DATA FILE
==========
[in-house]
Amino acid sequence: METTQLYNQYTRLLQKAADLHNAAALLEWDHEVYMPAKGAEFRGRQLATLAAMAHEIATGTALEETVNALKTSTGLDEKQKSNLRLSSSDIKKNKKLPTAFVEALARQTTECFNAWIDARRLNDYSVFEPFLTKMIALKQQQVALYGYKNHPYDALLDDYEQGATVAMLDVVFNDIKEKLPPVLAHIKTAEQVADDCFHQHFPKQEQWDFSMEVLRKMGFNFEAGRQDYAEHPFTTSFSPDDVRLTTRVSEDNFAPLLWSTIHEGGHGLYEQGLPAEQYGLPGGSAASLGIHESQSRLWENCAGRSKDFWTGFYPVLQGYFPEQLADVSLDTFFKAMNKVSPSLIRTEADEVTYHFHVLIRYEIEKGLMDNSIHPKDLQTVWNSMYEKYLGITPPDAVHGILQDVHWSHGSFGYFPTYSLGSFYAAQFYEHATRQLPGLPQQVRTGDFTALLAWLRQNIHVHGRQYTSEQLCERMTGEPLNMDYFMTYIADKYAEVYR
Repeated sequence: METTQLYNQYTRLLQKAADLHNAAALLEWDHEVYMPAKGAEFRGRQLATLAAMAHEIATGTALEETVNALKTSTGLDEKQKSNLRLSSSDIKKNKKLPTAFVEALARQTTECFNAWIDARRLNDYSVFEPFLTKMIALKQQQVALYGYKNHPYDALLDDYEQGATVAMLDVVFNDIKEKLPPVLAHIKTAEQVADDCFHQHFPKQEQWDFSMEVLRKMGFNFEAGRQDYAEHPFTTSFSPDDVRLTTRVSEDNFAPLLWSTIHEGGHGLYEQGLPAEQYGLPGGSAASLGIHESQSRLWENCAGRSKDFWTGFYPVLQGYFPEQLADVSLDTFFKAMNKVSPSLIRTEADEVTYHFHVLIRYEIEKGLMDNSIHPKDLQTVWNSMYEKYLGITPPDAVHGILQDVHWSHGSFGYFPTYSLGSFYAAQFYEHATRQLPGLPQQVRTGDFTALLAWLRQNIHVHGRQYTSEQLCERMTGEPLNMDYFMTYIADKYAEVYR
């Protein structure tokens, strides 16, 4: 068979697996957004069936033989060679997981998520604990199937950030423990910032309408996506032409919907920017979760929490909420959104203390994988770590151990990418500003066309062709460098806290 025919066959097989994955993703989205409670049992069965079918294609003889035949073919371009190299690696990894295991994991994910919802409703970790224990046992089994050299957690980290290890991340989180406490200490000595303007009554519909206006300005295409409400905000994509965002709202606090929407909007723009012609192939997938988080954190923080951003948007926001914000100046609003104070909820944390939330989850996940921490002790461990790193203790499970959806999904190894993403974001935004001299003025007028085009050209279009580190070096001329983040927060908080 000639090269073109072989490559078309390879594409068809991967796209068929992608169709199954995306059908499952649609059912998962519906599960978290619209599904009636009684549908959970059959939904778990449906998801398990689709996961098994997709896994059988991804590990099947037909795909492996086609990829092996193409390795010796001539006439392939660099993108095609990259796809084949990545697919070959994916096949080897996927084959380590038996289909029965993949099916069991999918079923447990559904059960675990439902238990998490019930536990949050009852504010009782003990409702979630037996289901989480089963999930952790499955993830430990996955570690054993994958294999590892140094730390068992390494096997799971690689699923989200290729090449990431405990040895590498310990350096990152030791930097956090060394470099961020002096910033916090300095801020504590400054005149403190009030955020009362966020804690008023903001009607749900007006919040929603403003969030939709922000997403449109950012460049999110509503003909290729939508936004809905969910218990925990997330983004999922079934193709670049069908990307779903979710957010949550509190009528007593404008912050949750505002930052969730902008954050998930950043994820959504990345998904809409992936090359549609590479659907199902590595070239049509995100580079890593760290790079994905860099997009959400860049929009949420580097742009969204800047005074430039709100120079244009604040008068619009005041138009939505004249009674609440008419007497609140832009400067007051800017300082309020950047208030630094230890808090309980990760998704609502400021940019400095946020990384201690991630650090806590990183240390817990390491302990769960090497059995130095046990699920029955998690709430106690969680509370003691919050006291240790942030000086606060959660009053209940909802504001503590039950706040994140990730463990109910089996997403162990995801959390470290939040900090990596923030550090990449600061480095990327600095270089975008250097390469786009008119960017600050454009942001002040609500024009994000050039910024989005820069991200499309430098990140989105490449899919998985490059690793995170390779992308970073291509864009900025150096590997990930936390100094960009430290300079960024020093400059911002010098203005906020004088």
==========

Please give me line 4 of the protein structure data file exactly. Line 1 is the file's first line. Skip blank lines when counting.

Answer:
């Protein structure tokens, strides 16, 4: 068979697996957004069936033989060679997981998520604990199937950030423990910032309408996506032409919907920017979760929490909420959104203390994988770590151990990418500003066309062709460098806290 025919066959097989994955993703989205409670049992069965079918294609003889035949073919371009190299690696990894295991994991994910919802409703970790224990046992089994050299957690980290290890991340989180406490200490000595303007009554519909206006300005295409409400905000994509965002709202606090929407909007723009012609192939997938988080954190923080951003948007926001914000100046609003104070909820944390939330989850996940921490002790461990790193203790499970959806999904190894993403974001935004001299003025007028085009050209279009580190070096001329983040927060908080 000639090269073109072989490559078309390879594409068809991967796209068929992608169709199954995306059908499952649609059912998962519906599960978290619209599904009636009684549908959970059959939904778990449906998801398990689709996961098994997709896994059988991804590990099947037909795909492996086609990829092996193409390795010796001539006439392939660099993108095609990259796809084949990545697919070959994916096949080897996927084959380590038996289909029965993949099916069991999918079923447990559904059960675990439902238990998490019930536990949050009852504010009782003990409702979630037996289901989480089963999930952790499955993830430990996955570690054993994958294999590892140094730390068992390494096997799971690689699923989200290729090449990431405990040895590498310990350096990152030791930097956090060394470099961020002096910033916090300095801020504590400054005149403190009030955020009362966020804690008023903001009607749900007006919040929603403003969030939709922000997403449109950012460049999110509503003909290729939508936004809905969910218990925990997330983004999922079934193709670049069908990307779903979710957010949550509190009528007593404008912050949750505002930052969730902008954050998930950043994820959504990345998904809409992936090359549609590479659907199902590595070239049509995100580079890593760290790079994905860099997009959400860049929009949420580097742009969204800047005074430039709100120079244009604040008068619009005041138009939505004249009674609440008419007497609140832009400067007051800017300082309020950047208030630094230890808090309980990760998704609502400021940019400095946020990384201690991630650090806590990183240390817990390491302990769960090497059995130095046990699920029955998690709430106690969680509370003691919050006291240790942030000086606060959660009053209940909802504001503590039950706040994140990730463990109910089996997403162990995801959390470290939040900090990596923030550090990449600061480095990327600095270089975008250097390469786009008119960017600050454009942001002040609500024009994000050039910024989005820069991200499309430098990140989105490449899919998985490059690793995170390779992308970073291509864009900025150096590997990930936390100094960009430290300079960024020093400059911002010098203005906020004088």